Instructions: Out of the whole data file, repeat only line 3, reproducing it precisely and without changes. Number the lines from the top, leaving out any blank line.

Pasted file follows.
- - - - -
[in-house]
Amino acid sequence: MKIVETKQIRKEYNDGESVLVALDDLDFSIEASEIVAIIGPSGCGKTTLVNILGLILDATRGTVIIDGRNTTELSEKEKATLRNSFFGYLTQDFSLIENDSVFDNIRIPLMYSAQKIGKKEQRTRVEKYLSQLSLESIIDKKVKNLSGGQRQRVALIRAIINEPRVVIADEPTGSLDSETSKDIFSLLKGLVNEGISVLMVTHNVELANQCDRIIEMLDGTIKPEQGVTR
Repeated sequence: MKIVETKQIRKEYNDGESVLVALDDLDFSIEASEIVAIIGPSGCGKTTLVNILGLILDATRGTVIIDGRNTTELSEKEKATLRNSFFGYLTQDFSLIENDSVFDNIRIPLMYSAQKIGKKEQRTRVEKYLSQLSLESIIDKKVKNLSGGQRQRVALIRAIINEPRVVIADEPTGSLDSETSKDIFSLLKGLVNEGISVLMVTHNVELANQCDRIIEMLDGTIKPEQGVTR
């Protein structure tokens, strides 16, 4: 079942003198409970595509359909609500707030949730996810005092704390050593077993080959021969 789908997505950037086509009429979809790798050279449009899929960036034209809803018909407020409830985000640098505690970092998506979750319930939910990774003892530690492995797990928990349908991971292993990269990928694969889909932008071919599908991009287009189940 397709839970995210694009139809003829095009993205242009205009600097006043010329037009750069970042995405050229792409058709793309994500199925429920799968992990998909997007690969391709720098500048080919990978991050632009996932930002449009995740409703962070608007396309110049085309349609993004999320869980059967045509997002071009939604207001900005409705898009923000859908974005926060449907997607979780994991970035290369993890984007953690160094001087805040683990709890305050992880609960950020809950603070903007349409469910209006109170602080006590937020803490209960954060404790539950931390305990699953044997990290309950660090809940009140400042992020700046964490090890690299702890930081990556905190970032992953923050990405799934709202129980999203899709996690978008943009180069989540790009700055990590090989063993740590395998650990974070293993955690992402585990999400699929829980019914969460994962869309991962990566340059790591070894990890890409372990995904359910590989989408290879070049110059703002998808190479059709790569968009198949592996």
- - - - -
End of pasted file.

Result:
Repeated sequence: MKIVETKQIRKEYNDGESVLVALDDLDFSIEASEIVAIIGPSGCGKTTLVNILGLILDATRGTVIIDGRNTTELSEKEKATLRNSFFGYLTQDFSLIENDSVFDNIRIPLMYSAQKIGKKEQRTRVEKYLSQLSLESIIDKKVKNLSGGQRQRVALIRAIINEPRVVIADEPTGSLDSETSKDIFSLLKGLVNEGISVLMVTHNVELANQCDRIIEMLDGTIKPEQGVTR